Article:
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Thread: MFI troubleshooting - high idle, pops and bucks at part throttle

  1. #1
    Serial old car rescuer Arne's Avatar
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    MFI and fuel troubleshooting - high idle, pops and bucks at part throttle

    Without thinking, I posted this over on the Bird site as well. Not many MFI peeps over there, except for some who are here as well. So no need to answer both places.

    Car - 1972 911T 2.4 MFI, engine all stock

    Background - Years ago (at least 3 owners ago) MFI was swapped to carbs, but parts boxed and retained. Previous owner had engine rebuilt (all stock spec) and MFI put back into service. Project stalled immediately thereafter. I bought it as a running car, but with only 2-3 hours on the engine, and no road testing (due to bad brakes).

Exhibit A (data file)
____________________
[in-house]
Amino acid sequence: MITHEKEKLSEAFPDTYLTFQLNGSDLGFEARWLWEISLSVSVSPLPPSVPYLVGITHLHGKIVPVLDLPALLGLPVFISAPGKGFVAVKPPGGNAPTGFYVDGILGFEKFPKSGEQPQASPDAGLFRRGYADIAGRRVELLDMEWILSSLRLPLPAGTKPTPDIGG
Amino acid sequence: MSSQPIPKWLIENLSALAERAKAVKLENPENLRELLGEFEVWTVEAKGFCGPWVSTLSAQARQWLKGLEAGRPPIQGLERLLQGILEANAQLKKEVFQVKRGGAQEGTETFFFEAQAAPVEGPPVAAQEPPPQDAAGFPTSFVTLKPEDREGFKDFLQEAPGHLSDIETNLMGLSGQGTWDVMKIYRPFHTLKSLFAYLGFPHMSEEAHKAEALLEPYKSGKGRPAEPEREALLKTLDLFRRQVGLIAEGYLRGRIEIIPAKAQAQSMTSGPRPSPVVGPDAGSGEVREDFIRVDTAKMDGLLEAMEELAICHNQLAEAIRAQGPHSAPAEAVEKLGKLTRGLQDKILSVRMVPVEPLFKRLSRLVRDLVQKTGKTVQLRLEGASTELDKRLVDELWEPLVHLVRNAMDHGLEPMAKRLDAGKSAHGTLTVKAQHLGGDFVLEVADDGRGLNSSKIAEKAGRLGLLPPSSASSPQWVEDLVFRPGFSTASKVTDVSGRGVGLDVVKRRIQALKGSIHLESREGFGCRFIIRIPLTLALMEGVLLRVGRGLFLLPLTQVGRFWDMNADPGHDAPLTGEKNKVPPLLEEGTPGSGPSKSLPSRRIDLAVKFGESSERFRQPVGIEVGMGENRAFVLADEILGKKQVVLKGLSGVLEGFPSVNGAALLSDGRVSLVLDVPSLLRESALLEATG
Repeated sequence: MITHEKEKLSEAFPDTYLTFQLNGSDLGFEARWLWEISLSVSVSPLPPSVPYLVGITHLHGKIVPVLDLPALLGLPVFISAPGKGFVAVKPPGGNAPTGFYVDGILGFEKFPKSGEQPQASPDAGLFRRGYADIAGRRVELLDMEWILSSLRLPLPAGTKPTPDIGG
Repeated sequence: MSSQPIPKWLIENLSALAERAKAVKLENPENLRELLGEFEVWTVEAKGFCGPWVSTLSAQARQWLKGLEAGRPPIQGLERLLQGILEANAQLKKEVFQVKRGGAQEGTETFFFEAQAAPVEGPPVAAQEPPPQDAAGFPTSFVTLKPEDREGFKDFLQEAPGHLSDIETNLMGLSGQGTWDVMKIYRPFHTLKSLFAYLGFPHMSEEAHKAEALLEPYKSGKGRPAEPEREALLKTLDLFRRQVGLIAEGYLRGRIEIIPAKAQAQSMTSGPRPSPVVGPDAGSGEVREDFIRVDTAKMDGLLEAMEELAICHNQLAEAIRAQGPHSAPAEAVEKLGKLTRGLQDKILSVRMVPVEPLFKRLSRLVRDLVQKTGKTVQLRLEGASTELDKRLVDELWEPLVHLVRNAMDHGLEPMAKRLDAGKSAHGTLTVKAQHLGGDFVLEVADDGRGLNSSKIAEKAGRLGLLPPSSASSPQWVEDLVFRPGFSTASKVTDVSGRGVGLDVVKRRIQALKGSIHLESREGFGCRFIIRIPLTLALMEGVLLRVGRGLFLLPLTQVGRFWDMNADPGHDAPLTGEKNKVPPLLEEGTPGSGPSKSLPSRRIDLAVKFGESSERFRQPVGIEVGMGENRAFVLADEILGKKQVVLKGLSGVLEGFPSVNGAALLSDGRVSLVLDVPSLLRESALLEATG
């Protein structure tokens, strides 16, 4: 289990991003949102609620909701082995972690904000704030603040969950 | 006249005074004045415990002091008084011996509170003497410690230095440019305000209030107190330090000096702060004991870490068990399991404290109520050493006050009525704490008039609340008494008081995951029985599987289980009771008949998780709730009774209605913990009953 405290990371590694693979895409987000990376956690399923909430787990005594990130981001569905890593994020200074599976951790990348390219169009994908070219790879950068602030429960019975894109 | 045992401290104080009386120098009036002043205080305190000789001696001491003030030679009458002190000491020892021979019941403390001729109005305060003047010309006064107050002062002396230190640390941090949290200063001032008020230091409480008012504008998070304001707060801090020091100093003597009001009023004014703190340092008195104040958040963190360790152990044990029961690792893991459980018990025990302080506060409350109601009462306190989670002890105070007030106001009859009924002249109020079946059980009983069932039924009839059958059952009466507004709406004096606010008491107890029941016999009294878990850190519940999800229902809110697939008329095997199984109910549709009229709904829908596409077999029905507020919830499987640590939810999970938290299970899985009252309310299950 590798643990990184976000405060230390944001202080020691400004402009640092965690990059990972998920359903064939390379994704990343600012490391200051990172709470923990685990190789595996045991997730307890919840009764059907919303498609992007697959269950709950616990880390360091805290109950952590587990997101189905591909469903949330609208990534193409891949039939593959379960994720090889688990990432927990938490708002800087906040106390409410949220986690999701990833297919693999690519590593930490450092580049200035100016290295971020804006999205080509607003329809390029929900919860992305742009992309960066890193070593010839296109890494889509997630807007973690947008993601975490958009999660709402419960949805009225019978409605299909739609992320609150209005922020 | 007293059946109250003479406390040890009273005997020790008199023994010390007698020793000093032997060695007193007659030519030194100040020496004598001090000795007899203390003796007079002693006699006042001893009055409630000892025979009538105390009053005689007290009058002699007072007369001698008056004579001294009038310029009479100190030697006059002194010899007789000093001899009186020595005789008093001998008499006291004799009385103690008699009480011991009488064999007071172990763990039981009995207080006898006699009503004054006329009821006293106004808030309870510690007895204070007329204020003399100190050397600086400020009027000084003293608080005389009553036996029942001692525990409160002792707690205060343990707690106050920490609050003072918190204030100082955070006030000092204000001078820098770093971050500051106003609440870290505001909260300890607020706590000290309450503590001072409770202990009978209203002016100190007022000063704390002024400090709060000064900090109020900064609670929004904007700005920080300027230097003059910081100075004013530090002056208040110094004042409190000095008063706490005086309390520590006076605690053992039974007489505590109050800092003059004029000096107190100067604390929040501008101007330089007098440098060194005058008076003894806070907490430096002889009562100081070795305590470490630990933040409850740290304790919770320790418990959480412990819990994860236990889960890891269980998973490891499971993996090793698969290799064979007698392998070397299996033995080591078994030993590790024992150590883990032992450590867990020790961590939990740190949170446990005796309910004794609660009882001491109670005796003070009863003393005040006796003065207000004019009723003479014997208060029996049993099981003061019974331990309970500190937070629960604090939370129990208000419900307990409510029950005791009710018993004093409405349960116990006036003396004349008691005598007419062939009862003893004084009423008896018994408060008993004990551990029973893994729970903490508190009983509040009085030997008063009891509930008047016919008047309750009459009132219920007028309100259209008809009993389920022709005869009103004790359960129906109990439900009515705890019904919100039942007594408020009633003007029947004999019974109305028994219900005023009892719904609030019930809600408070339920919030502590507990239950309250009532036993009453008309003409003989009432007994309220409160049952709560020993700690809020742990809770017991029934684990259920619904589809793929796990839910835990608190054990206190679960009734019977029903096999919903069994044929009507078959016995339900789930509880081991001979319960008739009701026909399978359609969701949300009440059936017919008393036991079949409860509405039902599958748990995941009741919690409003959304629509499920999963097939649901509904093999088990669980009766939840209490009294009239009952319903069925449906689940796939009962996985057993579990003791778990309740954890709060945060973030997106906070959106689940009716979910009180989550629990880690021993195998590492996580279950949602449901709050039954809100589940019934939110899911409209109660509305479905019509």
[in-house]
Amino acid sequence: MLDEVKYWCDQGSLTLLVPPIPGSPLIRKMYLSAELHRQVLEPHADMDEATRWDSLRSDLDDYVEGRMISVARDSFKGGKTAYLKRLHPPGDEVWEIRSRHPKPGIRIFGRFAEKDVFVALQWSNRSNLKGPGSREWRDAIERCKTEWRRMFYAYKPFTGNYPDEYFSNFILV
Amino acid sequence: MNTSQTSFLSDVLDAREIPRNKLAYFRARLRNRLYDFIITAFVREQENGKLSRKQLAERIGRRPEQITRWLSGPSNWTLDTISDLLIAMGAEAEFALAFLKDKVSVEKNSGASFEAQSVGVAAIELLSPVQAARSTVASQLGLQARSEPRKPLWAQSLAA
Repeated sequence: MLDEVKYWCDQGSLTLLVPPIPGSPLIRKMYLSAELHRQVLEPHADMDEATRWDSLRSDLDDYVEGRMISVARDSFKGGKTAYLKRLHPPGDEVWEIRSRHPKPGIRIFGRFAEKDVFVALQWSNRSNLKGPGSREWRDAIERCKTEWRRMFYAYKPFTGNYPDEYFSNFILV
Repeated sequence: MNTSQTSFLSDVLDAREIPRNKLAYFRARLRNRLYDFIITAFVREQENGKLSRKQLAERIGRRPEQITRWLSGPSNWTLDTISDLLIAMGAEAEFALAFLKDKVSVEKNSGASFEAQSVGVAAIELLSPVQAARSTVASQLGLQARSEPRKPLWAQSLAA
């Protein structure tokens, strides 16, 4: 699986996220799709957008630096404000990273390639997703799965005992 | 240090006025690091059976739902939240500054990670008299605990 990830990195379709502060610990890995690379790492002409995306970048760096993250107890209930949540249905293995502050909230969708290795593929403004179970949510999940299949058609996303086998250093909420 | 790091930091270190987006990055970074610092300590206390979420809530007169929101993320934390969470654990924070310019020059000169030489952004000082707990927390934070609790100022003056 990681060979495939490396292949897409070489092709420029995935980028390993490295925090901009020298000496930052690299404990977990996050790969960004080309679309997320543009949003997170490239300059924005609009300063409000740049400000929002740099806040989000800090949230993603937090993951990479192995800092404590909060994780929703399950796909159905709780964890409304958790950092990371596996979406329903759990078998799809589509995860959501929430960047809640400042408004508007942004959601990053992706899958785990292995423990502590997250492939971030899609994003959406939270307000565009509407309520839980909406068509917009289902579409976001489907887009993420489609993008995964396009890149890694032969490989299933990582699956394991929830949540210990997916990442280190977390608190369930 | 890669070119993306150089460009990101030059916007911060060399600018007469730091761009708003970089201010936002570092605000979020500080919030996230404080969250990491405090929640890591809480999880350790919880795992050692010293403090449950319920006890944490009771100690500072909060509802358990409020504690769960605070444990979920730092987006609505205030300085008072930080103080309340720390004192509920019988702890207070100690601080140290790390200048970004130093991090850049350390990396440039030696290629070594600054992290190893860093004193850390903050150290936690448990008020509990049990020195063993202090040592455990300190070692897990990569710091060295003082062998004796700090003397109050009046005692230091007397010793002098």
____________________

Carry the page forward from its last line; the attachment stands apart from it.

Now that the car is road worthy again, I'm looking at some of the basics in order to correct running problems. Main problems are high idle speed (~1300) and popping and bucking at part throttle. Smooths out and pulls nicely at wider throttle opening. These problems only surface when the engine is fully warm. When cold or during warmup neither symptom is evident.

    Keeping the old Check-Measure-Adjust doc in mind, the ignition and engine bits are good. New air filter, plugs, points, plug wires, good compression, fresh valve adjustment. Timing appears good, and the vacuum retard is working as expected.

    So I need to look at getting the idle speed down, and perhaps richen(?) the part throttle on the pump.

    So first I look at the idle. And it is my understanding that the idle is adjusted with the 6 air screws on the stacks, and then the synch is re-checked.

    But there is my first failing. No amount of changing on the air screws appears to have any effect on the idle speed. The screws were all over the place when I started, after trying to drop the idle speed for a bit with no result, I stopped the engine, screwed all of them in to the stop, then backed each out 2 full turns to have a starting baseline.

    Still idles at 1200-1300 when warm. All of them check fairly close on my synch tool, but still no idle change.